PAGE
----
Dr. Amrutha Gopal
Abstract: The interaction of a high-power laser pulse with a thin foil can generate energetic, broadband terahertz radiation. Here, we report an experimental investigation on the influence of incident laser polarization and wavelength on the terahertz emission and maximum proton energy from the target rear surface. For similar incident laser intensities, the characteristics of the particle beams and the terahertz radiation show a wavelength dependence. The results fit well with the established scaling laws for the terahertz yield and the maximum proton energy as a function of the incident laser irradiance.
Abstract: Longitudinally polarized terahertz radiation offers access to the elementary excitations and particles that cannot be addressed by transverse waves. While transverse electric fields exceeding 1 MV/cm are widely utilized for nonlinear terahertz spectroscopy, longitudinally polarized terahertz waves at this field strength are yet to be realized. In this paper, we experimentally demonstrate that by focusing radially polarized terahertz fields generated from laser–thin metallic foil interaction, longitudinally polarized terahertz with record-breaking field strength above 1.5 MV/cm can be obtained. Furthermore, we also traced the evolution of the geometric phase of the longitudinal component as it propagates through focus. A novel scheme based on noncollinear electro-optic detection has been utilized to unambiguously measure the polarization states. Our result will scale up the nonlinear spectroscopy of solid materials and particle acceleration experiments where on-axis polarization plays a crucial role.
Abstract: Nonlinear refractive index and absorption coefficient are measured for common semiconductor material such as silicon and organic molecule such as lactose in the terahertz (THz) spectral regime extending from 0.1 to 3 THz. Terahertz pulses with field strengths in excess of 4.4 MV/cm have been employed. Transmittance and the transmitted spectrum were measured with Z-scan and single shot noncollinear electro-optic pump-probe techniques. The THz-induced change in the refractive index (Deltan) shows frequency-dependence and a maximum change of -0.128 at 1.37 THz in lactose and up to +0.169 at 0.15 THz in silicon was measured for a peak incident THz intensity of 26 GW/cm2. Furthermore, the refractive index variation shows a quadratic dependence on the incident THz field, implying the dominance of third-order nonlinearity.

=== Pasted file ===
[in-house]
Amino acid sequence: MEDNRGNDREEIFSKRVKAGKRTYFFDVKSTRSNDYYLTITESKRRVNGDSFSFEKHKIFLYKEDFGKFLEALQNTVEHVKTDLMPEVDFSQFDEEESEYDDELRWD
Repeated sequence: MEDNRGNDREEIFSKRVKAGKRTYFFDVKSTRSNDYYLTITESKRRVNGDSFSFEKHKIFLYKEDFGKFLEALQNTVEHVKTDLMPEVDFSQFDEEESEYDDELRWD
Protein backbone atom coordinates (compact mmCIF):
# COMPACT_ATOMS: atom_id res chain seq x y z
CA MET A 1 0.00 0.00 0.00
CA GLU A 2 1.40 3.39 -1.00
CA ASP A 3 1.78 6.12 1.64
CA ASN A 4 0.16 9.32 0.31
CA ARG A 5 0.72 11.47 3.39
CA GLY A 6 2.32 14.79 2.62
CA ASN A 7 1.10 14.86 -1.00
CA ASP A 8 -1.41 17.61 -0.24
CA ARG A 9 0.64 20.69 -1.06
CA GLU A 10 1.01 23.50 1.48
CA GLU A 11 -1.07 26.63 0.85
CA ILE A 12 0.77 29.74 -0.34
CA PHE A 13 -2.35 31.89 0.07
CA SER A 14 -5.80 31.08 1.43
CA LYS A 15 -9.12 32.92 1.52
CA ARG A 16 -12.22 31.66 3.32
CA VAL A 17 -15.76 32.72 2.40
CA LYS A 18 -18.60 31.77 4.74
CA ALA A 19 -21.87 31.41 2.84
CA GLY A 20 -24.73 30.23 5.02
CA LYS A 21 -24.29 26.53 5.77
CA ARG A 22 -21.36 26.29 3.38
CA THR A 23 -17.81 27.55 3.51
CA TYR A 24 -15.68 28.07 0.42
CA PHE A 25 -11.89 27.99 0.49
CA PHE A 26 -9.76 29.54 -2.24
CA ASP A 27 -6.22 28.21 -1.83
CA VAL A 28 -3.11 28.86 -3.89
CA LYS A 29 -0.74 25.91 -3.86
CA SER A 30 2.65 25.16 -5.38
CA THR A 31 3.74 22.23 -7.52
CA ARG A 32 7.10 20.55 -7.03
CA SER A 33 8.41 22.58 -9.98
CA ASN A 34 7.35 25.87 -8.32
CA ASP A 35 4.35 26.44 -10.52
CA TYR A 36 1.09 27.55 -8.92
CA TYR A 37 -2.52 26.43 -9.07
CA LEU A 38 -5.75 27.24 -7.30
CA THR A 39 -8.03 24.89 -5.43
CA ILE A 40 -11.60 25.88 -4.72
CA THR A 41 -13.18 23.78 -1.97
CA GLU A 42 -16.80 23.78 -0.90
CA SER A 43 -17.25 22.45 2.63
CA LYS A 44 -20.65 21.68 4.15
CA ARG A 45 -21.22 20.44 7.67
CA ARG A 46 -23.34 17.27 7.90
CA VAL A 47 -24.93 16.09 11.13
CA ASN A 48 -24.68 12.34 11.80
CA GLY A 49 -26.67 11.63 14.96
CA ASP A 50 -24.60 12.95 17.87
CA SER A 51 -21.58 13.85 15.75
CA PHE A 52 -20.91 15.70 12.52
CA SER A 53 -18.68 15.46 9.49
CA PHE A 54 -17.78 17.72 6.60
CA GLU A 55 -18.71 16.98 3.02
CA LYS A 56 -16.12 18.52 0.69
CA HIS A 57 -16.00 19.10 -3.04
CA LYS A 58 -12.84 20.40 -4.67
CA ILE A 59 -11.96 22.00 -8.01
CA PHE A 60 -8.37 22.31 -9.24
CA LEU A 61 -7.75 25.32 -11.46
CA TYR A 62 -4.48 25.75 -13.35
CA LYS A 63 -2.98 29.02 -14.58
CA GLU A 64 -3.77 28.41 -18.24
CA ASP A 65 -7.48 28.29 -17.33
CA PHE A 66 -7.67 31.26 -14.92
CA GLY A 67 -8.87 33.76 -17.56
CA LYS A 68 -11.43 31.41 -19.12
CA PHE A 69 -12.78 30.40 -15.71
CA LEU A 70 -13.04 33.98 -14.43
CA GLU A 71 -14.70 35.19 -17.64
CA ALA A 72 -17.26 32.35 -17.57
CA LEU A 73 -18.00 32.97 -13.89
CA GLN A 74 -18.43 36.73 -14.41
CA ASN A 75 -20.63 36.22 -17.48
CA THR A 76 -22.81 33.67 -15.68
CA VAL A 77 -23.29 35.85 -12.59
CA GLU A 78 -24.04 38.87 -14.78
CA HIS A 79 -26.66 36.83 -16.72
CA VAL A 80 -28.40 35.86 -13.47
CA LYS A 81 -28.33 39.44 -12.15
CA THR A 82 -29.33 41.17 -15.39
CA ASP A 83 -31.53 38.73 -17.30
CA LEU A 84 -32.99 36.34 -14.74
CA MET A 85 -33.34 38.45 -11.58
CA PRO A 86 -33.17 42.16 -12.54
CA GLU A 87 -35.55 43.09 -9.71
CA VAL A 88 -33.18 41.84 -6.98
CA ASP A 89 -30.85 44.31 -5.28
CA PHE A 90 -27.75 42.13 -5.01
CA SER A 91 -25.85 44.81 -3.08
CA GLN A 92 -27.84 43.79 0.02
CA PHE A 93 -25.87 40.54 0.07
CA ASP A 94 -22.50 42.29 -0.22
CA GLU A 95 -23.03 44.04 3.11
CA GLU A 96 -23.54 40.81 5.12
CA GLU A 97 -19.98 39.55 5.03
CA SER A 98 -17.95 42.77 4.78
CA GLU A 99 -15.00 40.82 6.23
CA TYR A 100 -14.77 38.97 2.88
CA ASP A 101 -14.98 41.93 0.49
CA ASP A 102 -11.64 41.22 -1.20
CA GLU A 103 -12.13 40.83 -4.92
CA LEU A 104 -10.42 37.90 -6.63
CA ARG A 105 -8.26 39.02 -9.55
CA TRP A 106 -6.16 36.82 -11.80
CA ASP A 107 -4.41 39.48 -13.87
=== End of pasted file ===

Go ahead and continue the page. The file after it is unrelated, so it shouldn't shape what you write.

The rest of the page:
Abstract: We experimentally characterize the generation of high-power terahertz radiation (THz) at the rear surface of a target irradiated by multiple laser pulses. A detailed dependence of the THz yield as a function of laser pulse duration, energy, target material and thickness is presented. We studied the THz radiation emitted mainly in two directions from the target rear surface, namely target normal (acceptance angle 0.87 sr) and non-collinear direction (perpendicular to the target normal direction—acceptance angle 4.12 sr). Independent measurements based on electro-optic diagnostics and pyroelectric detector were employed to estimate the THz yield. Most of the energy is emitted at large angles relative to the target normal direction. THz yield increases with incident laser intensity and thinner targets are better emitters of THz radiation compared to thicker ones.